route, there is a hidden red windmill to the W, (it can be seen over the
trees) approximately 1 mile north of the CDT trailhead.  There is a gasoline
powered electric generator  and pump at this site and one or two large, open
metal tanks sitting on the ground.  Farther N there is a metal trough on the
E side of the road with a house on the W side of the road.  This is followed
by a metal trough on the W side with a ranch house and out buildings to the
E after passing through two gaps (wire gates)  in two fence lines perhaps
100 yards apart.  These three sites are all between the N and S CDT
trailheads on the Chain of Craters road.  These sites have had water the
three or four times I have been by them although I have not been by them in
a couple of years.

The next water is either Ice Caves on NM 53 or the Visitor Center on NM 53
several miles E of Ice Caves.

There is no water from the Visitor Center on NM 53 across the Acoma-Zuni
Trail to NM 117 and then N until the Visitor Center on NM 117.

The next water is the Stuckys at NM 117 and Interstate 40.  There are some
windmills on private, posted land which I have not investigated.

Allen Stibora




----- Original Message -----
From: Ginny & Jim Owen <spiritbear2k@hotmail.com>
To: <cdt-l@mailman.backcountry.net>
Sent: Saturday, June 14, 2003 7:54 AM
Subject: [cdt-l] New Mexico water sources


> Blisterfree said:
>
> Speaking of problematic water sources, I should note one in particular
that
> caused me a bit of trouble in New Mexico this spring.
>
> The CDTS guide describes a trough and stock pond a short distance south of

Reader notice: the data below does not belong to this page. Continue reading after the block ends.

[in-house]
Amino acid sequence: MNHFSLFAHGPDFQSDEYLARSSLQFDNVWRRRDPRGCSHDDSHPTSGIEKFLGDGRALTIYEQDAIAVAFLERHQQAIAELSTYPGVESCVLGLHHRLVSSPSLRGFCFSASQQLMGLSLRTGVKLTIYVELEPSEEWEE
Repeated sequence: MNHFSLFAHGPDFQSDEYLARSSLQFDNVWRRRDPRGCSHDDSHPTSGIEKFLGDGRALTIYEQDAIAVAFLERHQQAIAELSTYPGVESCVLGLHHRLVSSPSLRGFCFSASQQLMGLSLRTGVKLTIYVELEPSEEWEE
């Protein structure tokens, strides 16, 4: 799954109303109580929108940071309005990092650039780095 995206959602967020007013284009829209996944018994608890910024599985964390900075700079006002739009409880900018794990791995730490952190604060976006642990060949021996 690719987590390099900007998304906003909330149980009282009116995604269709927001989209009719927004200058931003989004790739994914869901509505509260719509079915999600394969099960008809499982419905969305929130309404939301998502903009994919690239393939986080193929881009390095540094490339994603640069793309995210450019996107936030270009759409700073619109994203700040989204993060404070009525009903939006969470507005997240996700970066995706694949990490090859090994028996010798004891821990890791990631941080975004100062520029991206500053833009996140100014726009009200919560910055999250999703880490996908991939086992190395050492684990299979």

> the Acoma-Zuni Trailhead along NM 117 in Section 2 of the El Malpais
> Segment. Both were bone dry in early May. The troughs are fed by a hose,
> apparently from a defunct windmill and/or electric-powered well across the
> highway a short distance to the south. When I passed through, the hose was
> lying on the ground near the troughs, and the troughs themselves had no
sign
> of algea or bathtub ring, indicating that they had been out of use for
some
> time. Nor was I able to make any headway over at the windmill/well
complex.
>
> ************
> When we went through in '99, the troughs that were visible from the road
> were dry.  There was one on each side of the highway.  The one on the
> left/east had a windmill, which wasn't working, as I recall.  However,
> behind the rocks, below the houses, there was a stock pond that was
> completely hidden from view.  Jim found it by following an electrical line
> that he hoped led to a well.  That was on the east side of the road,
behind
> the corrals and windmill.  But it was also after rainy season, which may
be
> why it had water.  Farther down the road, near La Ventana, there was a
pond
> on the west side of the road, but it was hard to reach because of the
brand
> new fencing.  Too bad there's no water at the bathroom at La Ventana -- or
> at the campsite south of there.  We got water from some Mennonite
missionary
> kids who were camped at that campsite - then again a few miles later when
we
> entered La Cebolla Wilderness Area.  There used to be a couple of working
> wells there.
> Ginny
>